Korea has decided to relieve Jill Kelley, a Tampa socialite who helped expose CIA Director David Petraeus’s career-ending affair, from an “honorary Korean Deputy Foreign Minister Kim Kyou-hyun, on a visit here for regular consultations with U.S. officials, cited Kelley’s efforts to use her title as South Korea’s honorary consul in Floria for personal gains.
“It’s not suitable to the status of honorary consul that (she) sought to be involved in commercial projects and peddle influence. It’s also inappropriate as honorary consul,” Kim told Korean reporters.
A New York businessman says Tampa, Florida, socialite Jill Kelley asked him for an $80 million commission if she used her influence to win a South Korean business contract.
Kelley, who triggered an FBI investigation that led to the resignation of CIA Director David Petraeus, claimed she was a high-level representative of the South Korean government, says the businessman, Adam Victor.
In reality, according to the South Korean Foreign Ministry, Kelley holds a simple honorary title — “special consul” — which boasts no official responsibilities.
With the prospect of a commission on a $4 billion deal to provide natural gas, Kelley “tried to sell herself as something she was not,” Victor, president of TransGas Development Systems, told CNN. “I told her she was crazy.”
And just to let us know that things have truly hit rock bottom, Jill’s twin sister has hired Gloria Allred.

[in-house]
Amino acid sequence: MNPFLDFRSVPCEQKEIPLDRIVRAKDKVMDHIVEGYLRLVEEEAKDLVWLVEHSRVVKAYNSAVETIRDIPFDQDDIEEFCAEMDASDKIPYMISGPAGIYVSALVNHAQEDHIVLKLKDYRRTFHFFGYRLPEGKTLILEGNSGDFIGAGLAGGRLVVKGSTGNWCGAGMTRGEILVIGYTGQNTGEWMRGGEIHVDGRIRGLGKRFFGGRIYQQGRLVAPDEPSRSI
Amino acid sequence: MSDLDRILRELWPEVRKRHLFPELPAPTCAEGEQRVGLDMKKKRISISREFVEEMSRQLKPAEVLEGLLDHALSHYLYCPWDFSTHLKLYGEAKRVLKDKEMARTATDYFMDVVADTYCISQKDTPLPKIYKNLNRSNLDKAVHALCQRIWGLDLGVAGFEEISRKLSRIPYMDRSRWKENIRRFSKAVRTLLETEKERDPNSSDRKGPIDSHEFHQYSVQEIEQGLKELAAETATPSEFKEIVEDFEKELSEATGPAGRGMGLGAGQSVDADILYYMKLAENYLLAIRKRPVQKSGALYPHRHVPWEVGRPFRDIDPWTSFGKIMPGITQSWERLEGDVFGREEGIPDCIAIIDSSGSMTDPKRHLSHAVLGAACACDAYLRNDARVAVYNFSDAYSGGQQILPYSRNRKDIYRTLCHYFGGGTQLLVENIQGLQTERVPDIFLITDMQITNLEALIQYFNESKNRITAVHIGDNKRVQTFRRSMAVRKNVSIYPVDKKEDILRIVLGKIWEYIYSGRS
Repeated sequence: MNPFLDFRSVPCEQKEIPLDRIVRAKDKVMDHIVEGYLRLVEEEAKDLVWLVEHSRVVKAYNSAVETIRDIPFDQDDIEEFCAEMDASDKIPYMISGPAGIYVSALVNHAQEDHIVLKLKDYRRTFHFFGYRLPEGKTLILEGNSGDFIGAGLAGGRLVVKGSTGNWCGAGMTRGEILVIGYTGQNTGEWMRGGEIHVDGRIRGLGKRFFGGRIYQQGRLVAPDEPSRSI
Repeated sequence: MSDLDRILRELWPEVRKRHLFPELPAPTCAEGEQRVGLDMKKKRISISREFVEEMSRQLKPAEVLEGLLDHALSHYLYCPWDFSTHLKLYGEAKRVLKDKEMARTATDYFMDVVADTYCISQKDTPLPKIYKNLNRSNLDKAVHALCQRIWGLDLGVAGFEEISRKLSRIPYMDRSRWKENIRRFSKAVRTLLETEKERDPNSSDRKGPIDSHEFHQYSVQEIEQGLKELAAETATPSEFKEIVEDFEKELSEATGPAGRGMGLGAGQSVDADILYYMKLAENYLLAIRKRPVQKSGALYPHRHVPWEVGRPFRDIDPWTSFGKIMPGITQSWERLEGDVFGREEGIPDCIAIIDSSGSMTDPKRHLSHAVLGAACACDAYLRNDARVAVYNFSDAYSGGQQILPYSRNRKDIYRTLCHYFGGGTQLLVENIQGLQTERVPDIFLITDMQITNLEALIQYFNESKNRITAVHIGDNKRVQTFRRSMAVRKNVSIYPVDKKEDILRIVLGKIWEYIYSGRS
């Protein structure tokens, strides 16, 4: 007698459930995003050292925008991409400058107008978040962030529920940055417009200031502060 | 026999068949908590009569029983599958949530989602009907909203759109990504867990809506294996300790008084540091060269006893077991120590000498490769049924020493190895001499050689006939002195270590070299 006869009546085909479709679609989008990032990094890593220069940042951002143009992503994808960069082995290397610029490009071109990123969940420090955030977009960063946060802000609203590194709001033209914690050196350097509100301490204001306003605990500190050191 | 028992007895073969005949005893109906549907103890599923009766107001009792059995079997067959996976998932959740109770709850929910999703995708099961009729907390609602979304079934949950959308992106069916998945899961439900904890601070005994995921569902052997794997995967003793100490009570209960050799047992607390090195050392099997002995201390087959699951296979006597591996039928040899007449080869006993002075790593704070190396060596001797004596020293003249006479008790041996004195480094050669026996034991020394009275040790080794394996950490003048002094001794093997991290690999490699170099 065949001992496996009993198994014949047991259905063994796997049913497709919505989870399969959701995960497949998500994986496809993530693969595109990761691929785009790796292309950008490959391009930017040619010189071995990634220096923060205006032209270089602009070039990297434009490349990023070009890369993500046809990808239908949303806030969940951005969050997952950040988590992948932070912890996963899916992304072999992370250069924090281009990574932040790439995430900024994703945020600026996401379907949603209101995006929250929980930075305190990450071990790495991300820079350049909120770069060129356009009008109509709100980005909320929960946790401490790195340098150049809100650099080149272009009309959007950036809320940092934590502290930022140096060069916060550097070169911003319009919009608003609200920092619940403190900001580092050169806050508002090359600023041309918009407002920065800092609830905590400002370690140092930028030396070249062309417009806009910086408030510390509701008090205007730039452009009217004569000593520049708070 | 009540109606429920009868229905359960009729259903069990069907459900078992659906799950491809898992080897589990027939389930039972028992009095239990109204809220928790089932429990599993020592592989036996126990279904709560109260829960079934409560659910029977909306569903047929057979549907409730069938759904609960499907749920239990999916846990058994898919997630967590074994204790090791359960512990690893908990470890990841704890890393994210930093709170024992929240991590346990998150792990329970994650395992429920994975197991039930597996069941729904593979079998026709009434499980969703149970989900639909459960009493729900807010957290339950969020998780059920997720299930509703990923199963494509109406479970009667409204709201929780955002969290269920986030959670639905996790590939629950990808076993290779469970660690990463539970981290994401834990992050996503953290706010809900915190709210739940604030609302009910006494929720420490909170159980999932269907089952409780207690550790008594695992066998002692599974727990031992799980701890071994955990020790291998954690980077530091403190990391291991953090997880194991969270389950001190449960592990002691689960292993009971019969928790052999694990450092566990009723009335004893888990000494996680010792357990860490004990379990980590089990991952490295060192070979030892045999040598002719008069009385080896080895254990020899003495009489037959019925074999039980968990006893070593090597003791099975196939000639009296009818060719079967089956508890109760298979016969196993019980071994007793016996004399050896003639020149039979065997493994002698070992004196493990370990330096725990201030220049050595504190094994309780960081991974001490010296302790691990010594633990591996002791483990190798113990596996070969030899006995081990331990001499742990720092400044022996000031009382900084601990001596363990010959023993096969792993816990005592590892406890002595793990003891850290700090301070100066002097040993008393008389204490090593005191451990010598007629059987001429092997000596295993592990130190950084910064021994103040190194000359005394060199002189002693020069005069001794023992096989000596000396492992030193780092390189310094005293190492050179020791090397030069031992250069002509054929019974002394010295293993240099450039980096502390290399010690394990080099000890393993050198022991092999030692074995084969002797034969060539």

PS: Does anyone else find it somewhat disquieting that not even the director of the CIA has Fourth Amendment rights?
On Twitter, John Cha asks, “What is an ‘honorary counsel’ ROK and when was she given the title?”
Well, Mr. Cha, the Seoul Sinmun is happy to explain.
The lovely Jill Kelley was named an honorary consul of the ROK in September, apparently on the recommendation of former Korean ambassador to the US Han Duk-soo, who instructed the Korean consulate in Atlanta to give Ms. Kelley the honor just prior to his resignation in February.
In a phone call with the Seoul Sinmun, Kim Hui-beom (or however he spells it), the Korean consul-general in Atlanta, said Han instructed she be made an honorary consul for contributing to the conclusion of the KORUS FTA. Kim said all the procedures were followed—they looked at her record, interviewed her, got approval from the Foreign Ministry and submitted documents to the US State Department.
Kim did say, however, that it was rare for an ambassador to choose somebody for the honor. He said most honorary consuls are old folk who served in the Korean War. Ms. Kelley, on the other hand, is just 37, and as far as Kim knows is the first woman ever named honorary consul.
Former ambassador Han—now chairman of the Korea International Trade Association—tells it differently, though. He said he met Kelley for the first time in Florida as he was going around America to promote the KORUS FTA, and that he had no particular tie to her. He said Kelley said she wanted to help Korea—US relations, and that he named her in accordance with procedures after the consulate in Atlanta recommended her for the honorary position.
Meanwhile, the Seoul Shinmun reports there’s concern Kelley may be misusing her position as honorary consul. On Nov 11, Kelley apparently called 911 and demanded cops remove reporters from her lawn, citing diplomatic “inviolability” (mention in Elgin’s post here). According to Tampa area media, including Tampa Bay Online, she apparently drives a Benz with “Honorary Consul 1JK” on its plates, too.
Anyway, don’t expect Ms. Kelley to hold on to her gig as honorary Korean consul for much longer. No biggie, as the job never really came with the diplomatic perks anyway.